We use the cane to examine what is in front of us: obstacles, cracks in the sidewalk, stairs, curbs, and people. As I walk with my cane, I am amazed at the way this white cane can part people and cars. Someday I am sure it will part the waters also. As a blind person I use different senses to observe what is in my environment. I can't see you walking toward me, but I can hear footsteps, clothing moving, conversation, car motors, etc. I know when someone is beside me, coming toward me, or walking away. I don't have a special talent or extraordinary hearing; everyone has this ability, sighted people are just not forced to use it. The cane touches objects to let me know that they are there. If my cane comes into contact with something, this is not a mistake but necessary for me to avoid walking into it. People around me will say "oops" if I hit an obstacle or wall with the cane. But this is supposed to happen in order for me not to hit it.

There are so many alternatives to use to complete everyday tasks that I don't have enough paper to write them all down. My point here is that my alternatives don't make me inferior or incapable of completing tasks. Especially in the beginning, it may take me longer than it would a sighted person, but every time people step in to prevent me or another blind person from doing things for ourselves, they rob us of the opportunity to learn and develop alternatives to accomplish these everyday tasks.

Earlier I mentioned my philosophy of blindness as a characteristic. I don't want you to think that I thought of this all by myself, for I did not. This concept has been around since at least the 1960's. I first heard it in a speech by Dr. Kenneth Jernigan, then President of the National Federation of the Blind. The philosophy is practiced by the staff at the Nebraska Commission for the Blind. But it makes so much sense that I want to share it with you.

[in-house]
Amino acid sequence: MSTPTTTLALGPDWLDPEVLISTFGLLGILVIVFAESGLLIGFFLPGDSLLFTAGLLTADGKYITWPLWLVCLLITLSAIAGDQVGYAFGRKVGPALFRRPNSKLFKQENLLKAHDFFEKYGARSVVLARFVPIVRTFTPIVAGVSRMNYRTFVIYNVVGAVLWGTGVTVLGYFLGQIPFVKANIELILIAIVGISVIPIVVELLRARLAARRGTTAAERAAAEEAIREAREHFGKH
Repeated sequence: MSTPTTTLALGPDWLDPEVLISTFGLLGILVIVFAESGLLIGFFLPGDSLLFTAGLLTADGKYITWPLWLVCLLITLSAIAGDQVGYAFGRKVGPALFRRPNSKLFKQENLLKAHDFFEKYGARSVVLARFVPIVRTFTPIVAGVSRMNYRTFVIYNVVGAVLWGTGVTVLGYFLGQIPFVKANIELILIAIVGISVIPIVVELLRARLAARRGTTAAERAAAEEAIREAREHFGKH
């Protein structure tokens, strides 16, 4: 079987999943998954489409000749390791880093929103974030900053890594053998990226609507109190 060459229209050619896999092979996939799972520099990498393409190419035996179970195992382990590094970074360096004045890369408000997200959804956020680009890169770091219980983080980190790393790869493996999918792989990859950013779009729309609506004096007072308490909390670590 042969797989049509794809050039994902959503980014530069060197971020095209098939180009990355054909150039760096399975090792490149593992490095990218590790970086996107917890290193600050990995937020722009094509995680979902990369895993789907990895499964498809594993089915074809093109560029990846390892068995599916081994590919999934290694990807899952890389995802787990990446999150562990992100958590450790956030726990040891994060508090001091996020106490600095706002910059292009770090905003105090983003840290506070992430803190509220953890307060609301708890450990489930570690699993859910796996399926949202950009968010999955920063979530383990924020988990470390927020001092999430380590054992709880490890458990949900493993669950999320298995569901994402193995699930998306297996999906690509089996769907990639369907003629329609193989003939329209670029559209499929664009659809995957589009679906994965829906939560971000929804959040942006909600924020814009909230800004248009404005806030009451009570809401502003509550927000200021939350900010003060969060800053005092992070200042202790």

Again, it is the notion that blindness can be reduced to the level of a characteristic rather than a handicap. Any personal characteristic has advantages and disadvantages. Let's take the characteristic of height, for example. If a person is tall, over six feet, six inches, this can limit what he or she can do. How can height be a limitation? My husband is this tall, and I can tell you that he doesn't fit into compact cars like Yugos, Rabbits, or Bugs. He hits his head on ceiling fans, door frames, light fixtures, and low-hanging branches. He has a hard time finding clothes and shoes at a regular store. He doesn't fit into roller coasters, buses, or regular beds with footboards (he must either lie diagonally or curl up). He can use alternatives to get around all of these obstacles, so his height really doesn't affect his total quality of life. He ducks under fans and light fixtures, bends his head under door frames, buys beds that do not have footboards, and buys large cars. These are all alternatives that he must use in order to conduct his everyday life.

With the characteristic of blindness, I must learn Braille to read, use computers with voice output, learn keystroke commands instead of using a computer mouse, and use the cane to move safely around my environment. These alternatives make my life every bit as good as those of sighted people. No one asks my extraordinarily tall husband if he needs help crossing the street, finding the bathroom, or opening the door. You are probably thinking, "Yes, but these characteristics are totally different in the quality of their limitations." But they are not. Each characteristic has its advantages and disadvantages, and all of us, regardless of our characteristics, adapt to our specific limitations and advantages and move on with our lives.

I hope that my story has not evoked a feeling of sympathy or pity, for I do not need it. I hope it has made you stop and think about how a simple well-intentioned gesture or comment has a much deeper meaning that you don't even realize. My hope is that I have shed a little light on blindness and society's perceptions, and maybe a little insight on how society responds to something different from what is perceived as the norm. The next time you see a blind person, I hope that your automatic response is not that he or she is incapable of being independent. Try to resist the urge to impose your help without asking. I hope you can come to see blind people as equals and respect their independence and ability. If they ask for help, please give it, but don't assume that they need it. Consider whether you would help if they were not blind. If not, don't go out of your way to help the blind person either.